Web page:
On-ear touch controls, meanwhile, let you play, skip and pause tracks from the buds, but it’s a clumsy and poorly realised system that suffers from overly complex commands that are a long way from what you’d call intuitive. Triple-tapping the left bud brings up your next track, for instance, while a double tap has been assigned to change the ANC settings. It’s all jumbled and illogical compared to what we're used to with the majority of earbuds we test, and you can’t even customise your preferences to a more sensible tapping system using the Philips app. You’re stuck with what you’re given, and what you’re given isn’t that great.

Philips Fidelio T2 control app screenshots

(Image credit: What Hi-Fi?)

Speaking of the app, you’re furnished with a competent, if rather basic platform from which you can adjust your EQ settings, check your buds’ battery life and alter preferences such as switching on/off audio latency or adjusting the ANC. It just about does the job, but we’d kill for a bit more customisation, especially with regard to those pesky touch controls. 

The T2 do have a trump card, though, and it’s their class-leading battery life. We’d expect some decent numbers given how big the charging case is, but the buds’ offering of nine hours of continuous playback with ANC on and a further 27 hours from the charging case – rising to 10 hours for a single charge and 30 hours of playback from the case without ANC – leaves us genuinely impressed by that whopping 40 hours of total playtime. Those numbers, frankly, trounce most similarly priced rivals and are a big boost to the T2’s overall usability credentials. We spent hours with the Fidelios, and they just kept going and going throughout our extensive and rigorous testing.


Noise-cancelling in-ears: Philips Fidelio T2

(Image credit: What Hi-Fi?)

The good news for the Fidelio T2 is that they do seem to have a distinct sonic personality, a personality that many listeners will find somewhat alluring if they favour the sort of robust, enveloping sound that you don’t always find from a set of wireless earbuds. These hefty buds have been spending serious time in the gym, and they have the weight and muscle to enliven your music with some noticeable sonic oomph.

When they play to these sonic strengths, the T2 are truly rewarding performers. Rich, emotive ballads, such as Chayanne’s Un Siglo Sin Ti, draw life from the T2’s assertive fullness, conveying the track’s heartfelt, slightly overwrought nature with layers of emotive texture. It’s the same with broader orchestral numbers – we’re struck by how the lush, melancholic violin timbres of Max Richter’s Never Goodbye are conveyed with such satisfying depth of sound, especially at the lower end.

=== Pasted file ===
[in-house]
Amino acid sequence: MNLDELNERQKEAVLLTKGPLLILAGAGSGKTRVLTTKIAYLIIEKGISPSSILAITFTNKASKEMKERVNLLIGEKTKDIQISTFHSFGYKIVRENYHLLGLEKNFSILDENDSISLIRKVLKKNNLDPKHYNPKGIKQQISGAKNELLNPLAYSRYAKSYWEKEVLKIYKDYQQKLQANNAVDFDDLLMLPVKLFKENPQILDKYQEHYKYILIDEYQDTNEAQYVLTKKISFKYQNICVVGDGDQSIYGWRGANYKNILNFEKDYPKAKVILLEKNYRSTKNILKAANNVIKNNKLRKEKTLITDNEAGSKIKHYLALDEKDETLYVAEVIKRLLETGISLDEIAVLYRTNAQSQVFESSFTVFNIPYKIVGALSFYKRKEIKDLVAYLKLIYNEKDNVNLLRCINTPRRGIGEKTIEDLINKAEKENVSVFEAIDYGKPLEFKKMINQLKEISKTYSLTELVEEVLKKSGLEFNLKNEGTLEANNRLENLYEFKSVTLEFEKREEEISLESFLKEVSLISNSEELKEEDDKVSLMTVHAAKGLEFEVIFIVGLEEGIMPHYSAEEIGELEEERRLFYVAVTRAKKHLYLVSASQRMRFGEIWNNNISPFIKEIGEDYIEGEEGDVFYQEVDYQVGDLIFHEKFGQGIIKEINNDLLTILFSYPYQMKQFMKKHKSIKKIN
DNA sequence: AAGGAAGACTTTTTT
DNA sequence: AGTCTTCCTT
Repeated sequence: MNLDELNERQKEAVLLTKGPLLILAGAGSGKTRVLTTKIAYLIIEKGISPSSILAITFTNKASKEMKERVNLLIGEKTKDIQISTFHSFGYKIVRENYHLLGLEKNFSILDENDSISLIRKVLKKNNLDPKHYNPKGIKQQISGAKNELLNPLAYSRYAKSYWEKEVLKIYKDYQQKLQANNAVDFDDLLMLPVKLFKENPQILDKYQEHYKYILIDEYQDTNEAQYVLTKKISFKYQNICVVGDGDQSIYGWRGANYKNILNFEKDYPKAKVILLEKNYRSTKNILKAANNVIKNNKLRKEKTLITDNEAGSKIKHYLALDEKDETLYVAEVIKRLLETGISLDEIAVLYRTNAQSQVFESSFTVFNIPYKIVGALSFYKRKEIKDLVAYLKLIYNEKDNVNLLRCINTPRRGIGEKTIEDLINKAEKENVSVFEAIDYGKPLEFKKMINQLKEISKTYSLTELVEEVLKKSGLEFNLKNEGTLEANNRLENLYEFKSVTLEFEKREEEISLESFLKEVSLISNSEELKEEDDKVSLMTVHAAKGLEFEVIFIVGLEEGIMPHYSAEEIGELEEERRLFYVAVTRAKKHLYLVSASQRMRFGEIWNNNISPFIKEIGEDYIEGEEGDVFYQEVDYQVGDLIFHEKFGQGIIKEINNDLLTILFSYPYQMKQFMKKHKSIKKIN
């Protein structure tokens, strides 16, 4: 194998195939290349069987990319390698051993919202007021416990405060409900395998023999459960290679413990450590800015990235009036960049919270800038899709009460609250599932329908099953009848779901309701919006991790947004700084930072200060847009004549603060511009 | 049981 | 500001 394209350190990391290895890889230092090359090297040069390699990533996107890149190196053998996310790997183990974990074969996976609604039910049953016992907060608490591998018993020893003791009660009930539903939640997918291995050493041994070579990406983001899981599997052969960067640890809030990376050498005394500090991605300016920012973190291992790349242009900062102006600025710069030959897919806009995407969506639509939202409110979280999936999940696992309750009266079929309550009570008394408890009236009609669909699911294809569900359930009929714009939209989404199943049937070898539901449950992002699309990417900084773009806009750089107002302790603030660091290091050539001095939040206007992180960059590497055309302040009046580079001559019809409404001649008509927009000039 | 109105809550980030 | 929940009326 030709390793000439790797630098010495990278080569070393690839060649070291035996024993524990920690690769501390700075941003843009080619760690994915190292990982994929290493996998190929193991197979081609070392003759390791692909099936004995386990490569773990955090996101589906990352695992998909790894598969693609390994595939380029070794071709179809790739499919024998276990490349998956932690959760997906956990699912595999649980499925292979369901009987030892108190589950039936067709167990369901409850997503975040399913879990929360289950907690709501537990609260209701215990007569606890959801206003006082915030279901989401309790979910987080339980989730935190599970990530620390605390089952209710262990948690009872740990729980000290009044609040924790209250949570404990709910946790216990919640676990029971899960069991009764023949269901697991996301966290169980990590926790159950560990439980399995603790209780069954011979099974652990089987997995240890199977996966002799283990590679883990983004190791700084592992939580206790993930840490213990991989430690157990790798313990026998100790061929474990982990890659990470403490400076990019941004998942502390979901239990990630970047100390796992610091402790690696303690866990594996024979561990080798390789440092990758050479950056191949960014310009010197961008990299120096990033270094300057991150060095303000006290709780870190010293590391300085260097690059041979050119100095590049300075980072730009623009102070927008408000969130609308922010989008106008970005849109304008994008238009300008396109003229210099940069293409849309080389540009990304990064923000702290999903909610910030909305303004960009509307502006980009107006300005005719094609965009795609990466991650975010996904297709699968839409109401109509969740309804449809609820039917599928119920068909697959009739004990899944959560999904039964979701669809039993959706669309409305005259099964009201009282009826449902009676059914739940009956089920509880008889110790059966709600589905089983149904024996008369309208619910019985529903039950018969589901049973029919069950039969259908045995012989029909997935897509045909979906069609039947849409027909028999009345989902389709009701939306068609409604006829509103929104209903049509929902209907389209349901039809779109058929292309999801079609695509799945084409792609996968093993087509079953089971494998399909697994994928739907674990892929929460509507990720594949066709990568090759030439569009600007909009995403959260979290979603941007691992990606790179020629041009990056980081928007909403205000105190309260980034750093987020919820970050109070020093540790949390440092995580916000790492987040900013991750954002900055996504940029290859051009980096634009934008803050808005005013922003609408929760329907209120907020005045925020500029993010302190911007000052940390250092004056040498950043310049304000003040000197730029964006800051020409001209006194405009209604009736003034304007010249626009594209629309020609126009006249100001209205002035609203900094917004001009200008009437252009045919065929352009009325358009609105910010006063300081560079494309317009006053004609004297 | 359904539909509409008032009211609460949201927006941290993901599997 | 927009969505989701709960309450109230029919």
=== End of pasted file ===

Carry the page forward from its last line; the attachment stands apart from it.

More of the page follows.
What they could do with a tad more of, however, is a bit of spice. A little more shepherd’s pie than chicken vindaloo, the T2 aren’t exactly sonically forthcoming, especially in the mid and upper ranges. Play a recording of Calvin Harris’ Feels through the Philips T2 and then the Sony WF-1000XM5, and it’s the latter that will feel more vibrant, vital and open, leaving the T2 feeling a tad rhythmically conservative by comparison. The bass plucks at the beginning are round and muscular, though, and you certainly get the sense that this lower register is the place in which the weighty buds feel most comfortable. 

Again, that rhythmic reserve can slightly hamper times when you really want your music to bloom into life. The second half of Placebo’s Sad White Reggae explodes into a maelstrom of anxious guitar screeches and hard-edged electronic pulses, but the inclination to get out of your chair and start smashing imaginary amps feels far stronger when played through the Bose or the Sony than it does when performed by the Philips. Ghost’s Spillways, too, is just a little sharper and crisper when enjoying the more entertaining sonic character of the similarly-priced WF-1000XM5.

A recording of Camila Cabello’s Havana serves as a further confirmation of the Fidelio T2’s strengths and weaknesses. That clunky, woody piano sound really is well served by the tangible tonal detail the T2 is able to dig out, but they’re less convincing when it comes to Cabello’s sultry vocal performance and the overall feel of the composition, leaving the Caribbean-inflected banger seeming more authentic and engaging when played through the Sony or Bose rivals. In short, the class leaders are far better on the Latin dancefloor while the T2 slightly suffer from having two left feet.

That all said, we’re broadly impressed by what the Fidelio T2 are offering, and while they aren’t a pair of wireless earbuds that will jump down your throat (or ears) with a forthright, showy sound, there’s a genuine charm and likability to their solid, well-formed approach. It’s also worth noting that the buds’ onboard EQ is effective at giving four impressively distinct sound profiles – Bass, Voice, Powerful and Treble – and although the more treble-heavy presets don’t make the Fidelio T2 feel quite as authentic as the Bose in the upper registers, they’re certainly worth considering if you want a bit more punch at your music’s top end.


Noise-cancelling in-ears: Philips Fidelio T2

(Image credit: What Hi-Fi?)

The Philips Fidelio T2 earbuds certainly have a great deal of appeal. In offering a strong, sturdy and well-organised sound, not to mention handfuls of robust, booming bass, there’s plenty here that could tempt a person away from the class leaders and over to the T2’s sunny, pleasant shores, especially if you can nab them on a juicy discount. 


  • Sound 4
  • Features 4
  • Comfort 4


Read our review of the Sony WF-1000XM5

Also consider the Apple AirPods Pro 2

Read our Bose QuietComfort Ultra Earbuds review

Best noise-cancelling earbuds: budget and premium options tested